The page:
Jun 4, 2024

Ahead of first major heat wave of the year, here’s how California is keeping people safe

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What you need to know: With extreme heat expected Tuesday through Thursday as we enter the summer season, California is working to keep people safe with outreach efforts, safety resources, and state action.

SACRAMENTO – With a heatwave impacting much of inland California this week, Governor Gavin Newsom today highlighted the state’s continued preparedness and response efforts and urged Californians to take steps to protect themselves from extreme heat.

Beginning today, excessive heat watches and warnings will be in place. According to the National Weather Service (NWS), temperatures in the Central Valley may reach up to 105 degrees, with Death Valley National Park likely reaching 118-121 degrees. 

Given this extreme weather, the state is entering phase 2 of its Extreme Temperature Response Plan, which is triggered by NWS predictions of excessive heat activity and moves the state into action to coordinate an all-hands response by the state government.

Extreme heat can be deadly. Together, let’s do everything we can to stay safe. The state is taking action to protect and inform communities and Californians should take steps now to protect themselves from the heat. Stay cool, stay hydrated, and stay connected.

Governor Gavin Newsom

As the changing climate is making heat waves more intense and frequent, extreme heat kills more Americans each year than any other extreme weather events, including wildfires, droughts, and floods. 

Ahead of Memorial Day Weekend, Governor Newsom announced the launch of ready.ca.gov – a new one-stop shop for Californians to prepare for emergencies and extreme weather. The new website is part of Listos California, which is a state effort that connects communities with in-language resources before, during and after emergencies. The Governor also visited the California Office of Emergency Services (Cal OES) to receive updates on the administration’s preparedness for summer and peak wildfire season.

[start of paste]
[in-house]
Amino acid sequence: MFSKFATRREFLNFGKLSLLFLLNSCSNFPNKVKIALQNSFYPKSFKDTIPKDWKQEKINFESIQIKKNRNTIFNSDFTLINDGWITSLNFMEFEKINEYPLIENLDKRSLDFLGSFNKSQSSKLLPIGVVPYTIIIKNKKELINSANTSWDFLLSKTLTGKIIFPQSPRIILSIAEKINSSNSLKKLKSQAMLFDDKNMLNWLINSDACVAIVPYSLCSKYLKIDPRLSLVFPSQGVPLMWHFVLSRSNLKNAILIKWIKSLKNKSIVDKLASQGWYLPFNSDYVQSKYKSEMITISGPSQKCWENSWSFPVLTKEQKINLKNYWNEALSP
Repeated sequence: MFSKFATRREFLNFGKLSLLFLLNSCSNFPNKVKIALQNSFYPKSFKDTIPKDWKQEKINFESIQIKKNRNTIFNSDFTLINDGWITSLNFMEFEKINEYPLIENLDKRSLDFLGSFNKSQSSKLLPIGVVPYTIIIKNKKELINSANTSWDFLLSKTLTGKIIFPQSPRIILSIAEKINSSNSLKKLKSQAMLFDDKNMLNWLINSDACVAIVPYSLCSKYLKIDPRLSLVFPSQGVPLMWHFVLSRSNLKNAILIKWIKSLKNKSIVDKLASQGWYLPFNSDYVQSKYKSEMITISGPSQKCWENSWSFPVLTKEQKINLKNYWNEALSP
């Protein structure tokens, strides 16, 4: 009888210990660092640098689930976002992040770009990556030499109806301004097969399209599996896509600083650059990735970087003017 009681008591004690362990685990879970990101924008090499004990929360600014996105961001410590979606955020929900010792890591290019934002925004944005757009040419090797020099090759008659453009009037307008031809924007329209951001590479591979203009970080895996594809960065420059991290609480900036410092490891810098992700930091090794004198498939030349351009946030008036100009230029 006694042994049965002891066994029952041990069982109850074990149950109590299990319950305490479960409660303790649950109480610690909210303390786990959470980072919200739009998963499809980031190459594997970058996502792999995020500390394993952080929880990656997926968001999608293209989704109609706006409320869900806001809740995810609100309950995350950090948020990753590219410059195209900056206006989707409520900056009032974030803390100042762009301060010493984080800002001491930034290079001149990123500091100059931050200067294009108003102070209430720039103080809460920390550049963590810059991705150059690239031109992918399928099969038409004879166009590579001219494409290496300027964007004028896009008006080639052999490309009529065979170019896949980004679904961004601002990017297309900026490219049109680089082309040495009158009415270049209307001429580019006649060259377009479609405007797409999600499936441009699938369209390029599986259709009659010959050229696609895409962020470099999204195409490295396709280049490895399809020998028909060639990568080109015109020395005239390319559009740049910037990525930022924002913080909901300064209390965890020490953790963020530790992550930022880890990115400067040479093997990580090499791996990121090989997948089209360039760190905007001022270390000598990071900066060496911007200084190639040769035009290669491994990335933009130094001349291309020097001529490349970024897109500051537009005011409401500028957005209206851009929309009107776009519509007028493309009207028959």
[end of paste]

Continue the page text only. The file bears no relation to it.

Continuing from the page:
State agency actions

State efforts to prepare Californians for the increased temperatures include:

Cal OES is coordinating with local governments and emergency managers on any regional needs. A current list of local cooling centers open by county can be found here. Through Listos California, Cal OES is deploying in-language preparedness messaging to California’s most impacted communities and those who may be most at risk during extreme temperatures, including those 65 years of age or older; individuals with chronic illness, disabilities or who are pregnant. In addition, through the state’s Priority Populations Task Force, Cal OES convenes over 20 agencies to coordinate state resources, identify and address unmet needs, and ensure comprehensive preparedness and response in support of Californians at greatest risk. 

The California Division of Occupational Safety and Health (Cal/OSHA) is also reminding employers to protect workers from heat illness during high temperatures by providing water, rest, shade and training. Field inspectors are conducting targeted inspections at worksites where workers are most vulnerable to heat illness including in agriculture and construction. Details on heat illness prevention requirements and training materials are available online at 99calor.org. Cal/OSHA’s heat illness prevention standard applies to all outdoor worksites.